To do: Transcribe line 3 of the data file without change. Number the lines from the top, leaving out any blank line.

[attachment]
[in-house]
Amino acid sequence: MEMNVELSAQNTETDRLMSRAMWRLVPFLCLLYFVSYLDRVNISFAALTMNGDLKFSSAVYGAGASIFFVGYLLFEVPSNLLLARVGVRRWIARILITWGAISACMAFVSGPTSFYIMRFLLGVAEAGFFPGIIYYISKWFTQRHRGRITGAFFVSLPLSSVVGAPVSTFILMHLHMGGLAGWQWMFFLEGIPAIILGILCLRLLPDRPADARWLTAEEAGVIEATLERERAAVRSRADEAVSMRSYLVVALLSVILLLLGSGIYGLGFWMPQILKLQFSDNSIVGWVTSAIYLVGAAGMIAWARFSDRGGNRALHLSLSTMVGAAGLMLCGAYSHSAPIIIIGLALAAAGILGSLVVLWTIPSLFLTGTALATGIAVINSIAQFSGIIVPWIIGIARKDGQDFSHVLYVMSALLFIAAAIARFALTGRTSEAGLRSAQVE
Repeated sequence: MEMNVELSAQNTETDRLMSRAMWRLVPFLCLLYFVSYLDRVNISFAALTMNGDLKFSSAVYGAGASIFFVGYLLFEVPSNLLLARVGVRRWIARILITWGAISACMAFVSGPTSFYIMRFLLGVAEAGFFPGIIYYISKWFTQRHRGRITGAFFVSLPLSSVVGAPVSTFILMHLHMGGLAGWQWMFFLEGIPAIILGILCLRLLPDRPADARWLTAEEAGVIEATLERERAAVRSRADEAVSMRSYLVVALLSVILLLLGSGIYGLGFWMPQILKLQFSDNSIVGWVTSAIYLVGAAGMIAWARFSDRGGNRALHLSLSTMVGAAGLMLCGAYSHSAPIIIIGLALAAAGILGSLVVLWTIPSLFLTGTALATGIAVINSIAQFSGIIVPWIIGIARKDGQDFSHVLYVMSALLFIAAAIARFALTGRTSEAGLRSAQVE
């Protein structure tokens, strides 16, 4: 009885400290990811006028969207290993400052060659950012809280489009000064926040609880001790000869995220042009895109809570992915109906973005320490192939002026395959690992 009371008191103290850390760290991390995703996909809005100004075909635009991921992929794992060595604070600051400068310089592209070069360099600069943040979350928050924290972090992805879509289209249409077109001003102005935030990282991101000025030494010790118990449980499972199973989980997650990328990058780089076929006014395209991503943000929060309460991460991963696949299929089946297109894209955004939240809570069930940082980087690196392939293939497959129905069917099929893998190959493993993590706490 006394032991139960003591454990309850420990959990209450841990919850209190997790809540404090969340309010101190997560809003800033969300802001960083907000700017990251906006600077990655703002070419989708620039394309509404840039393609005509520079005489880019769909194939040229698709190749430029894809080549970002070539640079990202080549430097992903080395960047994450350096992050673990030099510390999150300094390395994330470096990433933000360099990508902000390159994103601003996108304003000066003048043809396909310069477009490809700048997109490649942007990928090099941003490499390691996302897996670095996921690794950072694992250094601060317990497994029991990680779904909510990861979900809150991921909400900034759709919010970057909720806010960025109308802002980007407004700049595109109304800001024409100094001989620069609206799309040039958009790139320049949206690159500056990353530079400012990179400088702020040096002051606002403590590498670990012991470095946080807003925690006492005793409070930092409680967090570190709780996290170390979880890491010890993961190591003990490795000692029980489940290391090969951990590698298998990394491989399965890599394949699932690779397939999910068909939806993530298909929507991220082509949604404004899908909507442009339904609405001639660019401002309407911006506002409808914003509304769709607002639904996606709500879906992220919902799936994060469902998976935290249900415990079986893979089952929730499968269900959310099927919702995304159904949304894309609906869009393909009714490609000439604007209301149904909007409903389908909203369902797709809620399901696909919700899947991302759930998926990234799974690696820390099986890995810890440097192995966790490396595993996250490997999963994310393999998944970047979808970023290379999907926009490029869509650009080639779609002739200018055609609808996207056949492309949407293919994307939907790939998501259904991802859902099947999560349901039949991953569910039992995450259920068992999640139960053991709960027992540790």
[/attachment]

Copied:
Repeated sequence: MEMNVELSAQNTETDRLMSRAMWRLVPFLCLLYFVSYLDRVNISFAALTMNGDLKFSSAVYGAGASIFFVGYLLFEVPSNLLLARVGVRRWIARILITWGAISACMAFVSGPTSFYIMRFLLGVAEAGFFPGIIYYISKWFTQRHRGRITGAFFVSLPLSSVVGAPVSTFILMHLHMGGLAGWQWMFFLEGIPAIILGILCLRLLPDRPADARWLTAEEAGVIEATLERERAAVRSRADEAVSMRSYLVVALLSVILLLLGSGIYGLGFWMPQILKLQFSDNSIVGWVTSAIYLVGAAGMIAWARFSDRGGNRALHLSLSTMVGAAGLMLCGAYSHSAPIIIIGLALAAAGILGSLVVLWTIPSLFLTGTALATGIAVINSIAQFSGIIVPWIIGIARKDGQDFSHVLYVMSALLFIAAAIARFALTGRTSEAGLRSAQVE